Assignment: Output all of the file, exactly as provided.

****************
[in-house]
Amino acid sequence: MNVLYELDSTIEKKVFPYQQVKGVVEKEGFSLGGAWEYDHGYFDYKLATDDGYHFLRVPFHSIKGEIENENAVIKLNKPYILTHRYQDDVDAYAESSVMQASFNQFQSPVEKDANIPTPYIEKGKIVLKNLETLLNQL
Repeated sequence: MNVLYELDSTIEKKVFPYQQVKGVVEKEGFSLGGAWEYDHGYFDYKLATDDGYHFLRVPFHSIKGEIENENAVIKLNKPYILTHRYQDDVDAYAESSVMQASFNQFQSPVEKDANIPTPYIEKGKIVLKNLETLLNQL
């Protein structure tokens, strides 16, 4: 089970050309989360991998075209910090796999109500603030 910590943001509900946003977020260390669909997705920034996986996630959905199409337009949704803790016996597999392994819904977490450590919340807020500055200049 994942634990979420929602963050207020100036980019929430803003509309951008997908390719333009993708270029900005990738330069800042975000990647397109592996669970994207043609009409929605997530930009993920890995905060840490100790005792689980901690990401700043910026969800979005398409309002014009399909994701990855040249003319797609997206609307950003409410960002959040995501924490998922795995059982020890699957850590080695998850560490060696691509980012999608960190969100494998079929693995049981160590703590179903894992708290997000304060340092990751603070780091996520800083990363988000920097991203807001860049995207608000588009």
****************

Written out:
[in-house]
Amino acid sequence: MNVLYELDSTIEKKVFPYQQVKGVVEKEGFSLGGAWEYDHGYFDYKLATDDGYHFLRVPFHSIKGEIENENAVIKLNKPYILTHRYQDDVDAYAESSVMQASFNQFQSPVEKDANIPTPYIEKGKIVLKNLETLLNQL
Repeated sequence: MNVLYELDSTIEKKVFPYQQVKGVVEKEGFSLGGAWEYDHGYFDYKLATDDGYHFLRVPFHSIKGEIENENAVIKLNKPYILTHRYQDDVDAYAESSVMQASFNQFQSPVEKDANIPTPYIEKGKIVLKNLETLLNQL
């Protein structure tokens, strides 16, 4: 089970050309989360991998075209910090796999109500603030 910590943001509900946003977020260390669909997705920034996986996630959905199409337009949704803790016996597999392994819904977490450590919340807020500055200049 994942634990979420929602963050207020100036980019929430803003509309951008997908390719333009993708270029900005990738330069800042975000990647397109592996669970994207043609009409929605997530930009993920890995905060840490100790005792689980901690990401700043910026969800979005398409309002014009399909994701990855040249003319797609997206609307950003409410960002959040995501924490998922795995059982020890699957850590080695998850560490060696691509980012999608960190969100494998079929693995049981160590703590179903894992708290997000304060340092990751603070780091996520800083990363988000920097991203807001860049995207608000588009």